Monday, January 29, 2018

"Deciphering The Message"

There are some things that permanently stick in your mind.  That sounds like they’re important.  Some moment of blinding insight where life’s mysteries and confusions become blindingly clear and then suddenly…  (“Oo-aah” Chorus)

… you know.

But sometimes, it’s something more trivial, something that, rather than being celestially illuminating, leaves you perplexingly scratching your head.

By the way, the first one is better.

But if you are, as I am, a person to whom accumulated oddities adhere to you like you’re “The Flypaper For The Bizarre” – and if you are still waiting for life’s mysteries and confusions to become blindingly clear to you – you get the following.  And feel grateful you got anything.

Without these cerebral visitors, your frazzled brain otherwise teams with endless “To Do” lists, replayed embarrassing conversations and where exactly they went wrong, and flurries of impending doctors’ appointments and thoughts of what they possibly might find.

My Personal Opinion:  You are better off with extraneous clutter.

Random Example:  This.

I am walking along singing a song, my bowed head facing the sidewalk – because sometimes I forget to walk straight – and I spot what looks like the face of a pirate, below which is the stenciled confession,

“I Sold Hemp.”

“Odd”, I silently remark, considering, both at once, this sidewalk pronouncement and thoughts of paying more assiduous attention to my posture.

“I Sold Hemp.”

… it says there.

And not just there.  But on subsequent blocks of pavement every fifty or so feet along the way.

“Hm”, I think next.

The “Hm” relating to my speculation that someone, late at night so as not to be impeded or even arrested for defacing public walkeries with pictures of pirates and retroactive hemp-selling confessions… I’m thinking, unless they deliberately stayed up to carry out this nefarious operation, they had to, imaginably, set their alarm clock to awaken them deep into the A.M. so they could get dressed, exit stealthily outside, make their way to the street I am currently perambulating, and stencil away, free of unwelcome public scrutiny.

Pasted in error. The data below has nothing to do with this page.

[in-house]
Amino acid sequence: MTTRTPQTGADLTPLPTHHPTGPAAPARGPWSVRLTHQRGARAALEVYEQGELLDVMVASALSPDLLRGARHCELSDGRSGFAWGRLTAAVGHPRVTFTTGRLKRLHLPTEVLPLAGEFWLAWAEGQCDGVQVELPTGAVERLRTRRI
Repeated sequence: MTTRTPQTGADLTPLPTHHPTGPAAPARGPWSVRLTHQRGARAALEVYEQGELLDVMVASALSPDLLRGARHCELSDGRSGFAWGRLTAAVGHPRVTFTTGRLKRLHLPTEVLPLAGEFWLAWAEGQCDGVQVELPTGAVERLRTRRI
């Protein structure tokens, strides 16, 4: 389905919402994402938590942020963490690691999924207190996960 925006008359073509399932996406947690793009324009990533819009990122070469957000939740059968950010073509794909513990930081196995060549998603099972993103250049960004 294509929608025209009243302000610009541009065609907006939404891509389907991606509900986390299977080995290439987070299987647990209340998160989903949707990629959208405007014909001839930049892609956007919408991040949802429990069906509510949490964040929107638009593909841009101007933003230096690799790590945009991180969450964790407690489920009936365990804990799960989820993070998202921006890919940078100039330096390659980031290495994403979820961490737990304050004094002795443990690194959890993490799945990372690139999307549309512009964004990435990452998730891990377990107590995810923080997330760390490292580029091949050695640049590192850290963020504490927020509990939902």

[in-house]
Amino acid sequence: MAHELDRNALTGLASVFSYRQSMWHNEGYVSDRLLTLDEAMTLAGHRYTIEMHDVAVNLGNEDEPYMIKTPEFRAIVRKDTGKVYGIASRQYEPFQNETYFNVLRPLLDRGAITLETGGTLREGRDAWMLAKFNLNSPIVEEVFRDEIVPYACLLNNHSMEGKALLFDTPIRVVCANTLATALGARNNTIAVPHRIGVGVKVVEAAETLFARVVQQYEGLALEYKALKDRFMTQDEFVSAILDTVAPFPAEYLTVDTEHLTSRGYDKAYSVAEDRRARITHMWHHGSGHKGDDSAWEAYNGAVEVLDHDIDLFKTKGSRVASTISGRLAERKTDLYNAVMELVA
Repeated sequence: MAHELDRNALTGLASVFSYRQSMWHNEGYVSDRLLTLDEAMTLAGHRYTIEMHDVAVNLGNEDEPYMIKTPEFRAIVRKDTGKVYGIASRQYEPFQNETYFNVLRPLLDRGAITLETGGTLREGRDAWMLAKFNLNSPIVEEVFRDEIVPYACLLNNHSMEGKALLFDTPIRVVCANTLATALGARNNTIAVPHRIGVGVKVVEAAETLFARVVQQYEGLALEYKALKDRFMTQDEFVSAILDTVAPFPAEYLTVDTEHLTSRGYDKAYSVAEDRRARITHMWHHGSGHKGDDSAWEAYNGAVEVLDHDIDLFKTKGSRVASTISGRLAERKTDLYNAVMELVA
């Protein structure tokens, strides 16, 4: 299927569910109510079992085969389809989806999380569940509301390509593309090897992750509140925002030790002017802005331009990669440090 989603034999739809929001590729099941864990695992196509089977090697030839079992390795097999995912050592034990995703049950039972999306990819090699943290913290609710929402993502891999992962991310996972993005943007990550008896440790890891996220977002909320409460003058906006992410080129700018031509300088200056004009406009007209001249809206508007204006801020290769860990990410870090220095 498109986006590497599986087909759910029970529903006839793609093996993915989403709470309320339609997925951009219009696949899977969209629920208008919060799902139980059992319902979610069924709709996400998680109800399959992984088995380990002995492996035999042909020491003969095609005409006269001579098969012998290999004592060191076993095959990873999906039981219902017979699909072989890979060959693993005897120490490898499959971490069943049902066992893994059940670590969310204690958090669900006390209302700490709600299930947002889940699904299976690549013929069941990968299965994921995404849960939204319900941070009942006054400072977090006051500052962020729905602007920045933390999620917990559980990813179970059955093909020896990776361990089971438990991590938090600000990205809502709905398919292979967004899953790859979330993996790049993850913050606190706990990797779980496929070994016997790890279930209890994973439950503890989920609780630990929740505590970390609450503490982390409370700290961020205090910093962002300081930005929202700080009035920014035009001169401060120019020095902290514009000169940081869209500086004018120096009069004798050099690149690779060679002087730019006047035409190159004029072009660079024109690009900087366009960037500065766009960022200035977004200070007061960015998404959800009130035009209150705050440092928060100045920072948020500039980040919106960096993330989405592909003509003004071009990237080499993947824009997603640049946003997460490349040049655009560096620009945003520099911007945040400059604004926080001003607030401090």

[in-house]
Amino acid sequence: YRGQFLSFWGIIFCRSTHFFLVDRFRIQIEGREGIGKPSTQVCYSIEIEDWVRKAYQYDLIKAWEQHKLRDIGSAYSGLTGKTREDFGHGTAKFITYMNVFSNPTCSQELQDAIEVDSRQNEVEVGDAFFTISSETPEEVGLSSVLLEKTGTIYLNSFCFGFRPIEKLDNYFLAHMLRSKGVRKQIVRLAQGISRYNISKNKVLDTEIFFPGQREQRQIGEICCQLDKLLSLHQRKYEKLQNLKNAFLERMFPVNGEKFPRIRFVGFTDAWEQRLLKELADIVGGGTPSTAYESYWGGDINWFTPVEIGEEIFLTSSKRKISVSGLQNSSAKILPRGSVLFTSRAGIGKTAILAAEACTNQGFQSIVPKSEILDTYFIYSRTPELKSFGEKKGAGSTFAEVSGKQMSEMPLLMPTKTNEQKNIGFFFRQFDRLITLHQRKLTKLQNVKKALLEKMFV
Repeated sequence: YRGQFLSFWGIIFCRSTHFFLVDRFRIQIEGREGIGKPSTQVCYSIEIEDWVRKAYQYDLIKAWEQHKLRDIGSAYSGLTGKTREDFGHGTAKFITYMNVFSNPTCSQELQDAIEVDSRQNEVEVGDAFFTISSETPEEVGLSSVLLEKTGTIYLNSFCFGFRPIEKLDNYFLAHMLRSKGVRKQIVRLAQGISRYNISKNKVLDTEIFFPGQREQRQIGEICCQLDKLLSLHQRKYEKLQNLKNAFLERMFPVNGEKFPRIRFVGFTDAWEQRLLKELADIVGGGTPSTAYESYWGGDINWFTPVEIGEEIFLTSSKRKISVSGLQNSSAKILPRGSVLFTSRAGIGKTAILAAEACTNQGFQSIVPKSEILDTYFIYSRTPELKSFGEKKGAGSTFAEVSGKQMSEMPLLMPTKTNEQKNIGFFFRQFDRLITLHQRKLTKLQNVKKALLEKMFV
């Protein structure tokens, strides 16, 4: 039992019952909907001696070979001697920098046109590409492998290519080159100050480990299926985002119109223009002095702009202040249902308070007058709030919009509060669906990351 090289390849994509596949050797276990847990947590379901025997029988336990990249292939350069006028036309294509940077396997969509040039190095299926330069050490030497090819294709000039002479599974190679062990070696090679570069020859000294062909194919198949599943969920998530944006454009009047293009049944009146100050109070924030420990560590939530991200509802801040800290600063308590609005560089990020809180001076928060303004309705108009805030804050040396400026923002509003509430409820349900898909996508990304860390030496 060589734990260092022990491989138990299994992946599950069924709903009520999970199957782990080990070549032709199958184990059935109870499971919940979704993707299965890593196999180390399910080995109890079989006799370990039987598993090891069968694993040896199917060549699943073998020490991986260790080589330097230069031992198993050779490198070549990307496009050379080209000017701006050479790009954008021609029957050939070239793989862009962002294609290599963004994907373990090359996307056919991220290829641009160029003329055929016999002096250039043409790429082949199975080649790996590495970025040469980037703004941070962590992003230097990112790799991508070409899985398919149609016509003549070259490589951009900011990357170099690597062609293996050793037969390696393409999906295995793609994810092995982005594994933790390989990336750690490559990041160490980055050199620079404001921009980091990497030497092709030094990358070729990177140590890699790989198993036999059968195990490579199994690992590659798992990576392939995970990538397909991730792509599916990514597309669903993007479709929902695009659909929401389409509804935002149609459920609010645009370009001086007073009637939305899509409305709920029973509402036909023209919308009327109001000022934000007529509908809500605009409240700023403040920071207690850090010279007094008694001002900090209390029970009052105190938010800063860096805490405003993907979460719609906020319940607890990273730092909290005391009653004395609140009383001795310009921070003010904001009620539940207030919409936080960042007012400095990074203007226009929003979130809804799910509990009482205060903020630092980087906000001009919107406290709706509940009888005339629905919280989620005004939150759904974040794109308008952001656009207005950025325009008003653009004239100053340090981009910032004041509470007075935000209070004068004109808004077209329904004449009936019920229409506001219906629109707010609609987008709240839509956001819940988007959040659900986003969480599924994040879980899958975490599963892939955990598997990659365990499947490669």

Sounds like it was really important to them.

But why?

“I Sold Hemp”?

So what?

But that’s me.  Not only because it’s artsy littering – and I do not litter under any circumstances – or because I personally never sold hemp, or because I feared constabulary consequences for stenciling a lie. 

My thoughts beyond myself are why would anyone want to serially proclaim on blocks of concrete that sometime in the past they sold hemp? 

It’s not like a “Promotional Message.” 

“Get your hemp here!”

What it says is, they sold hemp.  That’s placing flyers on porches, advertising a business that has already closed down.  The proverbial – and practically unhelpful –   “past tense” announcement.

Nor is it a proud point of personal accomplishment.  If they had not made The Post, it might be conceivable to find Daniel Ellsberg out there on his hands and knees, reminding pedestrians on that particular thoroughfare

“I stole the Pentagon Papers.”

Not with an accompanying “pirate”, of course.  Maybe a stenciled Rand Corporation logo.

At least that’s something. 

I don’t even know if it was illegal to sell hemp. 

Nobody brags,

“I sold hair products.”

So what’s the big, chest-thumping deal about “I Sold Hemp”?

There’s the possibility they are promoting their exceptional salesmanship.

“I sold hemp!

Implication:  “I can sell anything.”

But for that message to connect would require passersby to get that, at the time, hemp was inordinately difficult to sell.  Like “Willy Loman” explaining, “The (whatever district he was assigned to be a salesman in) was recognizably the worst.”

For all I know, selling hemp was giving away candy.  Without the clarifying context, the public proclamation is meaningless.

Bringing us “full circle” to

“So what?”

It almost feels like some private declaration.  The guy’s out there, stenciling to himself.

“I'm not a nobody.  I sold hemp!"

The lesson for the rest of us, assuming there is one, or making one up to give meaningful purpose to this exercise, may perhaps lie in the area of acceptance. 

Maybe, it can be interpreted, what the pretend pirate was saying, in an oblique manner perhaps characteristic of former sellers of hemp (or perhaps not) is,

“As with countless other things in life – large and small – you will never understand this.”

If only he had said that.

Then I would easily have understood.

1 comment:

cb said...

Just a thought - this caption often appears on images of Thomas Jefferson and other Founding Fathers who grew hemp. Are ye sure it were a pirate...?